Mary, the Mother of God, has been present in the life of the Movement since the beginning, and even before that through an experience Chiara Lubich had in 1939 when visiting the little house of the family of Nazareth in the shrine at Loreto, Italy. Chiara very often recalled an episode when, during  heavy bombing in the Second World War, which could have killed her and her first companions, she understood something about Mary:

‘Covered with dust that completely filled the air, almost miraculously I was able to stand up, and in the midst of the cries of those around me, I said to my companions “ I had felt a deep sorrow in my soul as my life was in danger: it was the sorrow of no longer being able to recite on earth the Hail Mary”. At that time I could not grasp the sense of those thoughts. Perhaps it was to explain that being given life again, through the grace of God, we would be able to give glory to Mary with the Movement that was being born’. The fact that the official name for the Focolare Movement is the’ Work of Mary’ comes as no surprise. Nor is it so strange that we use the title Mariapolis (City of Mary) for many things: the main meetings of the Movement are known as Mariapolis as are the little towns. Each conference centre is known as a Mariapolis Centre and there is also a Mariapolis magazine.

Chiara wrote in 2000: ‘Mary used with our Movement the same manner as the Church: remaining hidden in the background to enable her Son who is God to be clearly seen. But when the moment arrived for, we could say, her official arrival, in our movement, she showed herself, or better, God revealed her to us, as great to the degree that she knew how to disappear. It was in 1949, during a period of special graces an “illuminative period of our history). We saw Mary as a rare and unique creature, who had been drawn into the life of the Holy Trinity, and she was all Word of God, all dressed in the Word of God.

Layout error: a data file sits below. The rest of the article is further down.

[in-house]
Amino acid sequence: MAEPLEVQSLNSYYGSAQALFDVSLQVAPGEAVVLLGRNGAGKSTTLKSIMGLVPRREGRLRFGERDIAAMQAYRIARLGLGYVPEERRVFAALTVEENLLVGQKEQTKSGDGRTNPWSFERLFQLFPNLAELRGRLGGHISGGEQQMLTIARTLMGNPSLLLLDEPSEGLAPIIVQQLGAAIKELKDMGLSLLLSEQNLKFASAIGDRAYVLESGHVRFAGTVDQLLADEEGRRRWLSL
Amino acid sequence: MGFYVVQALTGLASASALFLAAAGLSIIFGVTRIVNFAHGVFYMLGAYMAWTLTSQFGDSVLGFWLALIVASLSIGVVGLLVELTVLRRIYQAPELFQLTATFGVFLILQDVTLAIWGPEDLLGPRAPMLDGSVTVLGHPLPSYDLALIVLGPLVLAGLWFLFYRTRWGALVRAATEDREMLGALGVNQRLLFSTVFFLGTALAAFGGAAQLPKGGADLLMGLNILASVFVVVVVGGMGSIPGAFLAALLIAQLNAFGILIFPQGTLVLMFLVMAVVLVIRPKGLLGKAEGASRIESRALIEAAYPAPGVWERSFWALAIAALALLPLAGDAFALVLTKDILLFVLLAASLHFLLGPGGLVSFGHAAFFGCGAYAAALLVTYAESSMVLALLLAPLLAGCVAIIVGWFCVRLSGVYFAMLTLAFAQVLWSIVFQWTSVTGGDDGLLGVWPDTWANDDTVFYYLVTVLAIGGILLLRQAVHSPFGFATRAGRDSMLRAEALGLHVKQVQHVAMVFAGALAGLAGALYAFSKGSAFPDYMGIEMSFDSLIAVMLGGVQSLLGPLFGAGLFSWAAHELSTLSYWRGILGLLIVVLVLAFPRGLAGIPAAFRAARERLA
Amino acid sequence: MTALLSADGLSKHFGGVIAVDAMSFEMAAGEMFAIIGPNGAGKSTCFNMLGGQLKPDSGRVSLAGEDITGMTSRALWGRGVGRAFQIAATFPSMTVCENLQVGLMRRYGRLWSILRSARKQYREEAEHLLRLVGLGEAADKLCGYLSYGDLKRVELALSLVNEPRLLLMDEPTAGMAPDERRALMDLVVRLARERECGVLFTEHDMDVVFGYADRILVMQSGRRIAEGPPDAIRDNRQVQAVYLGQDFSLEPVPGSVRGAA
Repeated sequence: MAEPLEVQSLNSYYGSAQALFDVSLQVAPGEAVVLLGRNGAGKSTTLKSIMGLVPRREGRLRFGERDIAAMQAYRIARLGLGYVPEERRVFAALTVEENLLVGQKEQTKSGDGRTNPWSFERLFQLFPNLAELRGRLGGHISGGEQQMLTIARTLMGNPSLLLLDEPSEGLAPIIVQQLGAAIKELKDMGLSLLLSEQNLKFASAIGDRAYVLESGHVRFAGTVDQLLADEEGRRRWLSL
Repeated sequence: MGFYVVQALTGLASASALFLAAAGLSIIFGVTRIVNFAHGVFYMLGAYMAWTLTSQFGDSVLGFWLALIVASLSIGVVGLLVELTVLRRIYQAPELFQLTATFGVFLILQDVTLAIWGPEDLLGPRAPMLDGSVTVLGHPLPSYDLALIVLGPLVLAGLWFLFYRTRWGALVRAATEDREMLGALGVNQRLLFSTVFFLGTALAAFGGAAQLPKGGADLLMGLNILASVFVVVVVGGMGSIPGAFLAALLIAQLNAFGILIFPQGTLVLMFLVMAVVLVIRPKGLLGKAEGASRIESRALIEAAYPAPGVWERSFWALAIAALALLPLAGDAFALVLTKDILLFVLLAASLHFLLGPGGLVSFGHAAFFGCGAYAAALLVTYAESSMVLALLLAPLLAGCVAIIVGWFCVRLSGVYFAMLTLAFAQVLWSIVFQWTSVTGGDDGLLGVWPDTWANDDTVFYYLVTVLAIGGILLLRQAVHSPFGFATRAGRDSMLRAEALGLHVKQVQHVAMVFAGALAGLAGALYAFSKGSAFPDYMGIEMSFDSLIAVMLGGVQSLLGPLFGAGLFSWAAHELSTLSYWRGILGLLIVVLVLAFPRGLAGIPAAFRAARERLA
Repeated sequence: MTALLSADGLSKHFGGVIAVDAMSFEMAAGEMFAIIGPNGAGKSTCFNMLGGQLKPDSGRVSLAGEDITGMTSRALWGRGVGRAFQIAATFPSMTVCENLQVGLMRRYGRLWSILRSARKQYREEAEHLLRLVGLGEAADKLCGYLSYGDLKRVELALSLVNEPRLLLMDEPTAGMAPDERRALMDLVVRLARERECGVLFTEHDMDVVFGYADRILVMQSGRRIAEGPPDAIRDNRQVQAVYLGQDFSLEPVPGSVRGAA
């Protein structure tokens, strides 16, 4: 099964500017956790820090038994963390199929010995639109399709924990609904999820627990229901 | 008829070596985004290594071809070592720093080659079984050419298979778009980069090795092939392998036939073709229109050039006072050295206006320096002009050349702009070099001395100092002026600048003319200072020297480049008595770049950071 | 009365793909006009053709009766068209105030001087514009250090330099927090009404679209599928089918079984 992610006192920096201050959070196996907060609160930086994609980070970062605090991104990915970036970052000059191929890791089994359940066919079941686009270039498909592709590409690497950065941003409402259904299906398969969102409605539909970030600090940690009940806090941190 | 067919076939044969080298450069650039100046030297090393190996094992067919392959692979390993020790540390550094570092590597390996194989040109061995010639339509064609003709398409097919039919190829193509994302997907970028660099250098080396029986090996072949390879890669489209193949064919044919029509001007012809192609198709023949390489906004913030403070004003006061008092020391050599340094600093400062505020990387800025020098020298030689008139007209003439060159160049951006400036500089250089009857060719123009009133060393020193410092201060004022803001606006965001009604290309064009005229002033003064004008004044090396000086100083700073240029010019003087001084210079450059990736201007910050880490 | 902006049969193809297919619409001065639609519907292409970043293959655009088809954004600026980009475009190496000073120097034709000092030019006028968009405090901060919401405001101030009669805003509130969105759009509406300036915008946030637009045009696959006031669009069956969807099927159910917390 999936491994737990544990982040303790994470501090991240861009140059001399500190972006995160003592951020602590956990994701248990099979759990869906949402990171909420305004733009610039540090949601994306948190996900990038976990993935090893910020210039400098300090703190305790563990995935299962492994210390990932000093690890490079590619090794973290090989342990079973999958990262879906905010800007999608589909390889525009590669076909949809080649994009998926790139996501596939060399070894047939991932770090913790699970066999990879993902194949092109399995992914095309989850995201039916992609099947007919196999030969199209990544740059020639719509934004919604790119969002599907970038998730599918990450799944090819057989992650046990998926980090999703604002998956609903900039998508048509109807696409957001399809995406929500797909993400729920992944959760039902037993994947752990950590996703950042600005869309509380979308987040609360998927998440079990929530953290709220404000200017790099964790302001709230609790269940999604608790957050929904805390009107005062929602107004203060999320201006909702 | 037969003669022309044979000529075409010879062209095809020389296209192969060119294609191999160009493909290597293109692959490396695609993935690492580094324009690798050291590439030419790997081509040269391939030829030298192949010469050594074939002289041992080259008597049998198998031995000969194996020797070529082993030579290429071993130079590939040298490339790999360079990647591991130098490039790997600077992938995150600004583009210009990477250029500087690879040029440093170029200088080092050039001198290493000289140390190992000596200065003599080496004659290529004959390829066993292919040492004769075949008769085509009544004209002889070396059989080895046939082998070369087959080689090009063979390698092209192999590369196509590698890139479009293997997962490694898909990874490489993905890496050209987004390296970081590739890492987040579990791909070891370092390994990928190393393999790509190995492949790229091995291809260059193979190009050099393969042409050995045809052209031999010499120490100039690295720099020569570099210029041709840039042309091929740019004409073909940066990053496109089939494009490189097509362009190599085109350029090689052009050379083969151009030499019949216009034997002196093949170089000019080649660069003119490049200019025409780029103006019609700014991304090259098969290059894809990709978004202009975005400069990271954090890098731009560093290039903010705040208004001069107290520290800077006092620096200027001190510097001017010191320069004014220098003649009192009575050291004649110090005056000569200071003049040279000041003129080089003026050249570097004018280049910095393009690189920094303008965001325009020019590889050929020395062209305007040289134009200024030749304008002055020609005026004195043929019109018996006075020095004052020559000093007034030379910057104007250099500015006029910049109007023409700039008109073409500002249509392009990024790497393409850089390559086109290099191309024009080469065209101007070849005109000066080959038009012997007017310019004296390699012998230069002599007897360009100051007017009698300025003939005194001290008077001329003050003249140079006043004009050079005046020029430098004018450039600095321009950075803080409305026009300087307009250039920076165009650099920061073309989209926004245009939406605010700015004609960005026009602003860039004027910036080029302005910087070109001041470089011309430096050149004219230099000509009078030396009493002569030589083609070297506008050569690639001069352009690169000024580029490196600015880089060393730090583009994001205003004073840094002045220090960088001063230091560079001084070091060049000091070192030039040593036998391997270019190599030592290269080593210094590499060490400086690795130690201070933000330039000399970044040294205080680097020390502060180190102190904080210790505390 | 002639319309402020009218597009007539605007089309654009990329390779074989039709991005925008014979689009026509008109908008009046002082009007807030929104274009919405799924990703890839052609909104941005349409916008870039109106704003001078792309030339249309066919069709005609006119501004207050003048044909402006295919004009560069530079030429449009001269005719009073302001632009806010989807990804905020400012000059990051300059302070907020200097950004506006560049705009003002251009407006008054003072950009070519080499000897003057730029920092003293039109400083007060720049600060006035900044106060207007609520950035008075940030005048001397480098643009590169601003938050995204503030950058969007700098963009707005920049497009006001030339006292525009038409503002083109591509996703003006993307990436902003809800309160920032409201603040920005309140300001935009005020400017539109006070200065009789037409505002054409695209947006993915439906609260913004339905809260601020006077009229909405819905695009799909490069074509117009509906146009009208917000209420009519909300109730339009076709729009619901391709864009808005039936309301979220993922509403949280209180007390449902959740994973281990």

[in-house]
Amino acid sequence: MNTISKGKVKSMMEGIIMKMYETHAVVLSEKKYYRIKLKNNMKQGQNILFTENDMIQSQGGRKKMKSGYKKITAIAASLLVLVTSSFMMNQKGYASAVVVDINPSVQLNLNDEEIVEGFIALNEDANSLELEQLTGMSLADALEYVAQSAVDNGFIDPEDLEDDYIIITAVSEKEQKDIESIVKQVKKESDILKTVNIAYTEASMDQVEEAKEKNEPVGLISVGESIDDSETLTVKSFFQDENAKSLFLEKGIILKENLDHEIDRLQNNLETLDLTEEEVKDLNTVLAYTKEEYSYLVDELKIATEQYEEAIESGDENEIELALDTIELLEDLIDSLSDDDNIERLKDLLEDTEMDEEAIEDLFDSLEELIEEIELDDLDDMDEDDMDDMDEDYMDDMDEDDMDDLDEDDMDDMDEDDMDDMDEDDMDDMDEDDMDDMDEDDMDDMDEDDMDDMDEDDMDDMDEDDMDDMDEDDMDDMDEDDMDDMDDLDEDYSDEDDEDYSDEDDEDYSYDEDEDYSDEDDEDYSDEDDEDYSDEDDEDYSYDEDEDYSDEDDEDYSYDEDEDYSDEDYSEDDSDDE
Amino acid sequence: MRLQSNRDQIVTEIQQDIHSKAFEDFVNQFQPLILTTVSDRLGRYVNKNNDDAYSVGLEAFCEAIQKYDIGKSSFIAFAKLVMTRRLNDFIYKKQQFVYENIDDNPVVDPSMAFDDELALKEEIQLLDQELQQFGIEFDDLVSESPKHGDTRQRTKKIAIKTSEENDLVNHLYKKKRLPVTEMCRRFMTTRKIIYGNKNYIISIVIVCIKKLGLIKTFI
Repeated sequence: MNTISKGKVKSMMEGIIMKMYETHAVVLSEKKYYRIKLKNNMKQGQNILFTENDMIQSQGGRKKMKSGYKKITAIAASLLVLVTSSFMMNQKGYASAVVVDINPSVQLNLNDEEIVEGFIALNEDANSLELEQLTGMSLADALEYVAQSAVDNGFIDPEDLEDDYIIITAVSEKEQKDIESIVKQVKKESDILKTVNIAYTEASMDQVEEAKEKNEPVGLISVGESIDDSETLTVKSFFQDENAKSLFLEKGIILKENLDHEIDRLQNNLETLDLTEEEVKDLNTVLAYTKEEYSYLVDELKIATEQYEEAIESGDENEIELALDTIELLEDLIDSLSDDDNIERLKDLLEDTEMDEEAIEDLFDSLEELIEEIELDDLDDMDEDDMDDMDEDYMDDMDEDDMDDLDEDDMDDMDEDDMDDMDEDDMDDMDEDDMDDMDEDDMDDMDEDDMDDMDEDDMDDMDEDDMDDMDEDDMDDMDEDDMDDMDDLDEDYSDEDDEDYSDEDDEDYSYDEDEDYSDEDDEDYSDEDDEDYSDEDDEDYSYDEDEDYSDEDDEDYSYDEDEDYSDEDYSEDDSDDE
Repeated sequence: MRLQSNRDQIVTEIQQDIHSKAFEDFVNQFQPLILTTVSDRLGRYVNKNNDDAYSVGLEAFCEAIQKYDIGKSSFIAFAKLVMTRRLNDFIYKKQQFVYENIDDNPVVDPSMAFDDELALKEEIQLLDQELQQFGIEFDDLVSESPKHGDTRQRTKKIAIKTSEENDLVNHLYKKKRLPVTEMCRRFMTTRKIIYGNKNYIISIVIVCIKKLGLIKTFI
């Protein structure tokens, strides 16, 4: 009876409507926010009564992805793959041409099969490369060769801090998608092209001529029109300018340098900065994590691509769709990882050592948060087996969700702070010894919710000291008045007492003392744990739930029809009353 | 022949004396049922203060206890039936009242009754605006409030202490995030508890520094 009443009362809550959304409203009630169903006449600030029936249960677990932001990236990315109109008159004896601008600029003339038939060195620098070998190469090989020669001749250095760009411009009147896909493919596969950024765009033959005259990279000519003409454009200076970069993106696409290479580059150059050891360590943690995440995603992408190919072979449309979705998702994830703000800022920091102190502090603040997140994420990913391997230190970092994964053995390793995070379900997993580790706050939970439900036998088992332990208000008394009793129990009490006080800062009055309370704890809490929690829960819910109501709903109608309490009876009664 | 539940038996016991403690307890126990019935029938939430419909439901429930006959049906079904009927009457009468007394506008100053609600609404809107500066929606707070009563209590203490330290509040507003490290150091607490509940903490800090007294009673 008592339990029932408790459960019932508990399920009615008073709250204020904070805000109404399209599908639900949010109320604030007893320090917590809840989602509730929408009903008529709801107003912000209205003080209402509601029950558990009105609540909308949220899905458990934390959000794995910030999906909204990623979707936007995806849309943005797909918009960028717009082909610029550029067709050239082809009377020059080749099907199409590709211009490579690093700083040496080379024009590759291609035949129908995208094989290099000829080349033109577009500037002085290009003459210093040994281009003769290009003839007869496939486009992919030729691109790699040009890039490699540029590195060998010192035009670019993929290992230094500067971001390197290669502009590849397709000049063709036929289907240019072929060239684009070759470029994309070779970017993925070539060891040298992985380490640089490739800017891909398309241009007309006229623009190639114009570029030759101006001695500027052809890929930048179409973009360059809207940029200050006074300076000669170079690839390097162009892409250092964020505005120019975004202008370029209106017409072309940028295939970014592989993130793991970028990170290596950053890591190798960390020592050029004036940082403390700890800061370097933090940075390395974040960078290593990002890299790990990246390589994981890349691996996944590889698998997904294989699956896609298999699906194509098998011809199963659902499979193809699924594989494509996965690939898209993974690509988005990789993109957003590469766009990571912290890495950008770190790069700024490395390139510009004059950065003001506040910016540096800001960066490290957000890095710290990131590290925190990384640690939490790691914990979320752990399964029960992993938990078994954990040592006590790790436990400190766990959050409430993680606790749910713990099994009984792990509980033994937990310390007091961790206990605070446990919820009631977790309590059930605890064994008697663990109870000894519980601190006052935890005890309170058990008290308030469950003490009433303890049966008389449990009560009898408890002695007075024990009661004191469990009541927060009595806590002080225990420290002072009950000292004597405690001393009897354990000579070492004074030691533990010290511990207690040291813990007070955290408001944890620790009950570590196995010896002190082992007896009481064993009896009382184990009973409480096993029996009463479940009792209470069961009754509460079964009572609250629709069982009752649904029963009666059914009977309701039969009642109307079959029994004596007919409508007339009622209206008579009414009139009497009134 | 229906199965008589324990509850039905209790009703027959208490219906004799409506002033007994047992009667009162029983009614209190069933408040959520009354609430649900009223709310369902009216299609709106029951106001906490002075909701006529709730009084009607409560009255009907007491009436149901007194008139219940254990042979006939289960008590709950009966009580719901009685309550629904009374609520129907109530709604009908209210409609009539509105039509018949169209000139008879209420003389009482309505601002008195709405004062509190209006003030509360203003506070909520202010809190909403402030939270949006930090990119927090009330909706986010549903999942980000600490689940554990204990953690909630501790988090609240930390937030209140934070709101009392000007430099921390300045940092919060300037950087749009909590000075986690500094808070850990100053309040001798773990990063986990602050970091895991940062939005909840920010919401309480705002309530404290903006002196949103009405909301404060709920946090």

‘And so strong was our impression of this understanding that we could never forget it; it seemed that only angels could utter something of her.  Seeing her like this attracted us to her, and we developed a new love for her. Love which was the evangelical answer, shown more clearly in our soul for what she really was: Mother of God. Theotokos (God-bearer). She was not, as we knew her from before, only the young girl from Nazareth, the most beautiful creature in the world, the heart that contains and surpasses the sum total of the love of all earthly mothers put together; she was the Mother of God. In that moment, certainly because of a grace from God, with this new understanding of her, Mary revealed a dimension of herself we had almost completely ignored till then. Before that, to make a comparison, we saw Mary before Christ and the saints just as in the sky the moon (Mary) is before the sun (Christ) and the stars (the saints). Now it was different: we saw the Mother of God as an enormous blue sky that embraces the sun itself, which is God.

This new, luminous understanding of Mary, didn’t stay as pure contemplation (…)  It became clear for us that Mary was a model for us, she showed what we should be, whilst we saw each one of us as a ‘potential’ Mary.’